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Common misconceptions about contractor payrolling

Jul 15, 2019

Mark Galloway
Mark Galloway

In today’s highly competitive business climate, strategic organizations must harness resources that can quickly and cost effectively bring on-demand talent into their workforce. Similarly, when peak worker demands ebb, employers will also need the flexibility to downsize and offboard these types of non-traditional talent.

It’s estimated that by 2050, 50 per cent of the U.S. workforce alone will be made up of contingent workers. Further more, According to an Oxford Economics survey, 83 per cent of executives reported an increase in usage of contingent labor to meet business objectives. 

As the need for an agile and flexible workforce grows, many organizations are turning to methods like outsourcing employer responsibilities like contractor payrolling to a trusted vendor who will manage workers’ wages, bonuses, and deductions, as well as provide support during the length of a worker’s assignment(s). The client partner will also identify and implement internal measures to protect organizations from serious risks like unforgiving fines, penalties and negative employer branding. 

However, it’s common for many organizations to think it’s better to let their own HR and accounting departments handle contractor payrolling. After all, they do so for traditional employees, right? Payroll stats disagree, stating companies that outsource payroll save 18 per cent on costs over organizations that tackle it themselves.  Outsourcing contractor payrolling not only gains access to the types of technologies and expertise that reduces overall cost and risks associated with operating a contingent workforce, it also frees up time for employers to focus on their organization’s core business objectives.

Below is a list of other misconceptions associated with outsourcing contractor payrolling, and the real fact surrounding the payroll function:

"We don’t need help...”

While running contractor payrolling in-house might be the right choice for some organizations, many struggle with building and maintaining an in-house team that's knowledgeable on the many diverse HR, procurement and labor market topics that a solid payrolling program requires.  In-house teams sometimes are challenged to maintain great service levels, through both routine and exceptional requirements (like visa’s or unusual classification scenarios), across the challenges of vacation, turnover and spikes in contingent program office activity.  

Likewise, candidates, too, have expectations for issues and service management that are typically much higher than traditional vendors or employees.  Fail to meet these expectations, and turnover will likely occur as these talented individuals bring their work somewhere else.  A contractor payrolling model built by an experienced vendor will deliver solutions that mitigate these issues and provide a consistent candidate experience across an entire organization all from one platform. 

“It will cost less if we do it in-house..."

It’s common for organizations to focus on the fee charged by a 3rd party provider, failing to consider their own costs of delivery when keeping contractor payrolling in-house or partnering with a low fee provider.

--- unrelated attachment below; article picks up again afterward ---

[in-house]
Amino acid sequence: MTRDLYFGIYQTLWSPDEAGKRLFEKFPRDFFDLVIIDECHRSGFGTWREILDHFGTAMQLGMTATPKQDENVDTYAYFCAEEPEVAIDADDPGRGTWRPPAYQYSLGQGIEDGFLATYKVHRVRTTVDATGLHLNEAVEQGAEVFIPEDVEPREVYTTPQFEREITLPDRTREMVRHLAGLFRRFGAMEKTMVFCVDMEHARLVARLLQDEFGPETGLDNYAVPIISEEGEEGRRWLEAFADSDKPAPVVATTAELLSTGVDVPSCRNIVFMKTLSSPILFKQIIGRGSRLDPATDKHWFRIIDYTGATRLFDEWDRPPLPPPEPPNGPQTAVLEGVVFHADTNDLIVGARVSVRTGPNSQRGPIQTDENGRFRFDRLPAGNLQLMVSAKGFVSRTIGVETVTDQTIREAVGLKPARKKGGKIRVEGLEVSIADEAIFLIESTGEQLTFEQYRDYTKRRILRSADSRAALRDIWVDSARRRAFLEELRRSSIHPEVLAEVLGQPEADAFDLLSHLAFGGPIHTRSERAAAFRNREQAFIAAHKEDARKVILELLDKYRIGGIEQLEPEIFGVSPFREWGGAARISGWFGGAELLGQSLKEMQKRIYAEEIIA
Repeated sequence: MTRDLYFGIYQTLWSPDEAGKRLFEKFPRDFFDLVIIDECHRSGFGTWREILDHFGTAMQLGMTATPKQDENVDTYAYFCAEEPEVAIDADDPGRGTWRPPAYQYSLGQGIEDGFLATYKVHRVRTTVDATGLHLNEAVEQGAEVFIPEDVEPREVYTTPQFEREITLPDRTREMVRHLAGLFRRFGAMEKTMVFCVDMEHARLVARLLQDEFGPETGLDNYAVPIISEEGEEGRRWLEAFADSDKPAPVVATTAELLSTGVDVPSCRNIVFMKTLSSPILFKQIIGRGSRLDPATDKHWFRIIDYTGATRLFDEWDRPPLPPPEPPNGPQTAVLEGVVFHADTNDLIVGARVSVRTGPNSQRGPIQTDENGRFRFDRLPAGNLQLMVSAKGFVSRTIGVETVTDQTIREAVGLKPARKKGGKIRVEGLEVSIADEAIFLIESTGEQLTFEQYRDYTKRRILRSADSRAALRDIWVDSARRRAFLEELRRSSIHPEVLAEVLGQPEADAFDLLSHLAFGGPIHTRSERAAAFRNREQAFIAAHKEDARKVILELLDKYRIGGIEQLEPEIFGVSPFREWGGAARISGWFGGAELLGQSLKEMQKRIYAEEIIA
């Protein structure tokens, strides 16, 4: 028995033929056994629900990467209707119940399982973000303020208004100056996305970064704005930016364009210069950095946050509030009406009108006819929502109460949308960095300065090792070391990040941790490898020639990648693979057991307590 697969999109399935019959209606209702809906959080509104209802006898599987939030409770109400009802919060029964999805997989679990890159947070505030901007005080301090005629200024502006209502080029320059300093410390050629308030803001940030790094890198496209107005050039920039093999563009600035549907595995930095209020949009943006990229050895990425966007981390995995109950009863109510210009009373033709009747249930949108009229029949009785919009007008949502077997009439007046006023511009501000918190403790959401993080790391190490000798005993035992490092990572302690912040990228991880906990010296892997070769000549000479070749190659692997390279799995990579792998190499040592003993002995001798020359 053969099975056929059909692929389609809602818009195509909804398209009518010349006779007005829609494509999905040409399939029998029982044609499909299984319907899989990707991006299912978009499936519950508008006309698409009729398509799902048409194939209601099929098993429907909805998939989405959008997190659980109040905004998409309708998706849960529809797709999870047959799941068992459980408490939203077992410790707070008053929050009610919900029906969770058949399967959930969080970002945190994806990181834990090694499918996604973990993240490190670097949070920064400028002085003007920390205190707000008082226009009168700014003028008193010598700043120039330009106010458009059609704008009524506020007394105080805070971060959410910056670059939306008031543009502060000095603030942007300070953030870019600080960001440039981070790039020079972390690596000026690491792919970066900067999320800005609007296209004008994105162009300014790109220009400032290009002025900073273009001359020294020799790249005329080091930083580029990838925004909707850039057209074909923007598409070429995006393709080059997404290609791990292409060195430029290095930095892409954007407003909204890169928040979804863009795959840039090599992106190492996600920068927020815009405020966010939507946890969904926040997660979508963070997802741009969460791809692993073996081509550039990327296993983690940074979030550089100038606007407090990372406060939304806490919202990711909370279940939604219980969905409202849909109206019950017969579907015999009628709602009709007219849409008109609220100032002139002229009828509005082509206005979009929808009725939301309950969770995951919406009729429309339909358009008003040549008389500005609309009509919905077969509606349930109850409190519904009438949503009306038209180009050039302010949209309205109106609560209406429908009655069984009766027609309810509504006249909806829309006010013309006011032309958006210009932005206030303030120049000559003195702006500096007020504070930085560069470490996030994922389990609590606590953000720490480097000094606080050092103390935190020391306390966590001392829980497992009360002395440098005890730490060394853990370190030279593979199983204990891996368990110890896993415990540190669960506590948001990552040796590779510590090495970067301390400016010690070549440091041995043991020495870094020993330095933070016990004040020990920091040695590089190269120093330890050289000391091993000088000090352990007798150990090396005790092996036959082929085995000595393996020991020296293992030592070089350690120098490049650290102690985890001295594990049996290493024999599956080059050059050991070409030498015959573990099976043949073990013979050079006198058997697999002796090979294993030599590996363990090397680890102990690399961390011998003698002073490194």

When, in fact, program fees are generally less than 5 per cent of the overall worker costs (and sometimes below 2 per cent for high rate contractors), making the organization’s ability to negotiate rates and properly categorize workers the most important factor in determining overall program costs and value for money.   
Procom research has identified that client sourced contractors are frequently 4-11 per cent more expensive on a payrate basis than competitively sources contractors.

Typically, this is due to the lower focus on contractor payrates and negotiation that’s common in client run payroll programs and can be a major driver of both short-term and long-term savings that dwarfs savings on the payroll fee itself.  

“One size fits all...”

Going with a one size fits all payroll provider can sound appealing, but it can come with trade-offs.  From a price, program features and compliance perspective, it can often make sense to specialize by location (country or territory requirements) and type of work (office work vs. safety sensitive roles vs. specialized job requirements).   

While a one size fits all approach can sound appealing, it can be problematic when it comes to assessing best pricing and sourcing niche contract management requirements.

“Price is all that matters...”

Perhaps surprisingly, payrolling fees typically represent a small percentage of the overall cost.  A client organization’s internal overhead costs and contractor payrates drive a much larger aspect of the overall cost structure, not to mention any exceptional costs triggered by compliance issues or legal claims.   Paying for a high-quality contingent workforce payroll program specialist is often a long-term driver of improving program satisfaction and lowering total cost.  

Saving on costs is a consistent factor in contingent workforce management, with organizations ranking contingent workforce costs as a top five spend category; however, cost management doesn’t just include contractor payrolling models -- but the total costs of the overall program. 

As an organization’s use of contingent workers increases, so too, do the risks associated with temporary talent. Yet, risk is one of the most talked about, but least understood areas in contingent workforce management.  

Does your organization have a solid framework for identifying contingent worker risk? Download our  free Checklist on CW risk factors:


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Mark Galloway
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